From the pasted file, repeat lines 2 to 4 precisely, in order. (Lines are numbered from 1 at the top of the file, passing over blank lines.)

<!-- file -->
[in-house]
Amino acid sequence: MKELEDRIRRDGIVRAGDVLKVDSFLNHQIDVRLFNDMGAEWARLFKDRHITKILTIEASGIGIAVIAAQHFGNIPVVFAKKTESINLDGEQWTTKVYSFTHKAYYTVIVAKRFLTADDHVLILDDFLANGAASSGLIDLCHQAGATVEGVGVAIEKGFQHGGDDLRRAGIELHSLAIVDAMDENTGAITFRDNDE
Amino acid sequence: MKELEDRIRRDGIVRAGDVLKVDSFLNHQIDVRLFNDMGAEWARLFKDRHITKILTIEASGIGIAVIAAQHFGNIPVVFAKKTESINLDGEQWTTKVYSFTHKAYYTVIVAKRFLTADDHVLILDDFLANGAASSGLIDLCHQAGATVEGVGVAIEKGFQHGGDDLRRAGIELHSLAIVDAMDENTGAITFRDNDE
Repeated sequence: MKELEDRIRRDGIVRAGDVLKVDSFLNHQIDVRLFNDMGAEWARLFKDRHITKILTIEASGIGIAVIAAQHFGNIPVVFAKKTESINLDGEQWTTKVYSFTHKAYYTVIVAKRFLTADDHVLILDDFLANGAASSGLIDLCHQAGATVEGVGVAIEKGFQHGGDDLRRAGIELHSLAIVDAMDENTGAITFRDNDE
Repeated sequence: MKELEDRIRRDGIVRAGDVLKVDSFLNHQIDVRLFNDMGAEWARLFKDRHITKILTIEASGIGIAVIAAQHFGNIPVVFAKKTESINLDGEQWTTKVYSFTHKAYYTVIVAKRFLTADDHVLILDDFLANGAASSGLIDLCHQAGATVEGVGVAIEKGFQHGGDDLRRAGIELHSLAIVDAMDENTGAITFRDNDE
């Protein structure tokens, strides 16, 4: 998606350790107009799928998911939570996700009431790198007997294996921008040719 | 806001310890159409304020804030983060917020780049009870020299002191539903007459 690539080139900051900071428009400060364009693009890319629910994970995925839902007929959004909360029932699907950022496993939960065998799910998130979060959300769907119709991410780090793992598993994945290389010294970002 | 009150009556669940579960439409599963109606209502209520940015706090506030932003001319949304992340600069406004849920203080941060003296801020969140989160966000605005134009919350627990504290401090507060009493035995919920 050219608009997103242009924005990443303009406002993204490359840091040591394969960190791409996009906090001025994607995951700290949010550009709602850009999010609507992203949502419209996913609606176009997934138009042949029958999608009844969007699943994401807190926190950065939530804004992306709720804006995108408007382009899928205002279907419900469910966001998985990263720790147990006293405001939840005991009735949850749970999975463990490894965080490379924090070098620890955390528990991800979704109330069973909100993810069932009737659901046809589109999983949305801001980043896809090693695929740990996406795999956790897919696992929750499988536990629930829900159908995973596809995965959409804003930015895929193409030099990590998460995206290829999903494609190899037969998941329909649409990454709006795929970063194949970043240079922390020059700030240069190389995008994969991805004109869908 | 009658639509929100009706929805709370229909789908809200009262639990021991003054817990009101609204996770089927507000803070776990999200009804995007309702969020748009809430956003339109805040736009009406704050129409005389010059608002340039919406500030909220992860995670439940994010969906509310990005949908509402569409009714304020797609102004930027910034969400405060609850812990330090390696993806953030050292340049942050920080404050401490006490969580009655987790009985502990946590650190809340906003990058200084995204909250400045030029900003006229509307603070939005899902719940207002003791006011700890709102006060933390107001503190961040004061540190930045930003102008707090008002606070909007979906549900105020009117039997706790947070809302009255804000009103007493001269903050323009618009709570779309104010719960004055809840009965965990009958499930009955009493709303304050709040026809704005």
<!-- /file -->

Amino acid sequence: MKELEDRIRRDGIVRAGDVLKVDSFLNHQIDVRLFNDMGAEWARLFKDRHITKILTIEASGIGIAVIAAQHFGNIPVVFAKKTESINLDGEQWTTKVYSFTHKAYYTVIVAKRFLTADDHVLILDDFLANGAASSGLIDLCHQAGATVEGVGVAIEKGFQHGGDDLRRAGIELHSLAIVDAMDENTGAITFRDNDE
Amino acid sequence: MKELEDRIRRDGIVRAGDVLKVDSFLNHQIDVRLFNDMGAEWARLFKDRHITKILTIEASGIGIAVIAAQHFGNIPVVFAKKTESINLDGEQWTTKVYSFTHKAYYTVIVAKRFLTADDHVLILDDFLANGAASSGLIDLCHQAGATVEGVGVAIEKGFQHGGDDLRRAGIELHSLAIVDAMDENTGAITFRDNDE
Repeated sequence: MKELEDRIRRDGIVRAGDVLKVDSFLNHQIDVRLFNDMGAEWARLFKDRHITKILTIEASGIGIAVIAAQHFGNIPVVFAKKTESINLDGEQWTTKVYSFTHKAYYTVIVAKRFLTADDHVLILDDFLANGAASSGLIDLCHQAGATVEGVGVAIEKGFQHGGDDLRRAGIELHSLAIVDAMDENTGAITFRDNDE